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WolfWalkers: My Story Game Review

Andrew's review of WolfWalkers: My Story from Value Add Games, a tableau builder that's sharper than it looks.

Disclosure: Meeple Mountain received a free copy of this product in exchange for an honest, unbiased review. This review is not intended to be an endorsement.

The 2020 Cartoon Saloon film Wolfwalkers, a visually rapturous animated film about a young girl who discovers she can turn into a wolf, has served as the source material for two different board games in the year since its release. Both published by Value Add Games, WolfWalkers: The Board Game and WolfWalkers: My Story—the film does not capitalize the second “w”—retain the film’s striking aesthetic. If it ain’t broke, etc.

With art this gorgeous, why would you change it?

The Board Game, which I won’t be reviewing here, is aimed explicitly at a family audience, with an age range of 6+. My Story is a two-player tableau building game advertised for ages 8+, which is the kind of claim that strikes me as suspicious if technically possible; designer Maja Milavec has created one of the more brain-frying games I’ve played in quite a while.

Grid Is Good

In WolfWalkers: My Story, you and your opponent take turns adding cards one at a time from the common market to your 5 x 5 grids. The cards are either Story side up, displaying a still from the film and several symbols in the lower left corner, or Challenge side up. The Challenge cards introduce conditions that, when fulfilled, give you points. Things like arranging cards with specified symbols in a certain constellation, or balancing the amount of two different symbols within your grid. You place Story cards according to the conditions imposed by the Challenge cards. That’s the whole thing. After 25 rounds, once both grids are filled, you count up your scores and the higher one wins.

The four cards with tree symbols form the shape on the “Forest playground” Challenge card, scoring the player seven points.

How Appt

The first ten turns go by in a flash. “What a delightful filler game I’ve found,” the player coos, “what pleasant gameplay and gorgeous art.” It’s quick, fun, and borders on the mindless without ever becoming inane, a real sweet spot of light games if you ask me. Starting around that eleventh turn, though, things slow down exponentially as you start to juggle the possibilities, probabilities, and permutations the game presents.

A short list of everything you have to keep in mind during a game of WolfWalkers: My Story, provided you want to play well: What Story cards you have, what Story cards your opponent has, how those cards are arranged in your grid, what Challenges you have, what Challenges your opponent has, the current state of the requirements of all those challenges on both your and the other player’s board, what cards are in the market, what cards are left in the deck, what cards you need, what cards your opponent needs, and how many cards are left until the end of the game. There is a massive amount of information to process, and this isn’t a game you can play well without processing all of it constantly. By the twentieth card, my brain starts spitting out smoke and I repeat “I am not a smart man” over and over until I lose consciousness.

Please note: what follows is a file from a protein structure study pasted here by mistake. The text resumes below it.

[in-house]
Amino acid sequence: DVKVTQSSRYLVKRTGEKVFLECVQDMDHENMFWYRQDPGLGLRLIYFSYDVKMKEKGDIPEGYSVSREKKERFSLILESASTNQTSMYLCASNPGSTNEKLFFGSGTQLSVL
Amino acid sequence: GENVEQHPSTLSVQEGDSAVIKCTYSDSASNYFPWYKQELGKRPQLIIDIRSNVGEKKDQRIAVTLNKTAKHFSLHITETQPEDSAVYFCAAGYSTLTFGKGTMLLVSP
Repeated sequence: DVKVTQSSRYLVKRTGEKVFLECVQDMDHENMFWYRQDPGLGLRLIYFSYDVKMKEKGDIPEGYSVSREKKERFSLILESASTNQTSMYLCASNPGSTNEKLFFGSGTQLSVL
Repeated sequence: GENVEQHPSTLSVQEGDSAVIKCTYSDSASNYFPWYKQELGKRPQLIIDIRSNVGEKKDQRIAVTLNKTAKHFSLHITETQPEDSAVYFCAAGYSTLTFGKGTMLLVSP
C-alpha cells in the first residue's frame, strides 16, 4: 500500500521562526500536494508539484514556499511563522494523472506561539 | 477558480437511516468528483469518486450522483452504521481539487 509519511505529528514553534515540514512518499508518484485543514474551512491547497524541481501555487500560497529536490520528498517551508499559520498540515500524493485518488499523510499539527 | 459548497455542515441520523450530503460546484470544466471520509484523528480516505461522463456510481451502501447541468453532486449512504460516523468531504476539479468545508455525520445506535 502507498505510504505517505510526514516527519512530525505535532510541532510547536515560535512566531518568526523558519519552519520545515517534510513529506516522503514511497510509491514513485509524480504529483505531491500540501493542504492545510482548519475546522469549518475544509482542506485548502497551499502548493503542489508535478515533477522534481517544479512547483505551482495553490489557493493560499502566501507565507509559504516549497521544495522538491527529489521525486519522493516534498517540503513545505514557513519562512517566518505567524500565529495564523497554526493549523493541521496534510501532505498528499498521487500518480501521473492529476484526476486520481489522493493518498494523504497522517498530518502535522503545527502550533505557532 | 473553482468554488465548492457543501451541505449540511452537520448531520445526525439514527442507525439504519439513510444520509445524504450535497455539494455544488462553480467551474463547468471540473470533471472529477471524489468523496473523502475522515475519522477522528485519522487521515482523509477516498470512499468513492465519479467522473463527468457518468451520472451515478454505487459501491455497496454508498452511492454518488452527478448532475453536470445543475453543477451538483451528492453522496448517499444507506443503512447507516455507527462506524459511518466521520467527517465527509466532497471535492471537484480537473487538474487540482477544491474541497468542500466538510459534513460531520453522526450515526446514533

The five different kinds of Challenge cards.

WolfWalkers: My Story feels like it wants to be an app, one where you can tap on your Challenge cards and have the relevant bits highlighted; completed shapes in green, partials in yellow, challenges that depend on having a balanced number of symbols can quickly display the count, etc. As a physical game, I think it asks too much of the players in a way that can only produce one of two outcomes: either you do what I usually do and melt your circuits, or you become so tuned out that the game doesn’t offer much beyond pleasantry. Which, hey, that could be enough.

What’s in the Box

Value Add Games live up to their name by including two modular expansions that tweak gameplay in various ways. The Permanent Change cards alter the rules of the game, while the Opportunities cards give players one-time use abilities. These additions do add to the complexity of onboarding the game, but most of them also go a long way towards easing the stress of the later rounds by providing you with a few more options. Though ultimately medium-cool on the game, I very much enjoyed seeing the different ways the Permanent Change cards effect how the entire game feels. It’s a cool little practical exploration of game design, just the kind of thing I’m a sucker for.

I don’t know that My Story is worth playing with intensity. I’m sure the difference between a game where I’m just thinking about my own board and a game where I’m keeping both in mind is about 5 points’ worth of spread in either direction. The arc of this game is good, the way you start with small, seemingly innocuous decisions that then build into this massive, intricate decision space, but I think it builds to be too much. I like crunchy fillers, but WolfWalkers: My Story is crunchy enough to chip a canine.

  • Mediocre - I probably won’t remember playing this in a year.

WolfWalkers: My Story details

About the author

Andrew Lynch

Andrew Lynch was a very poor loser as a child. He’s working on it.

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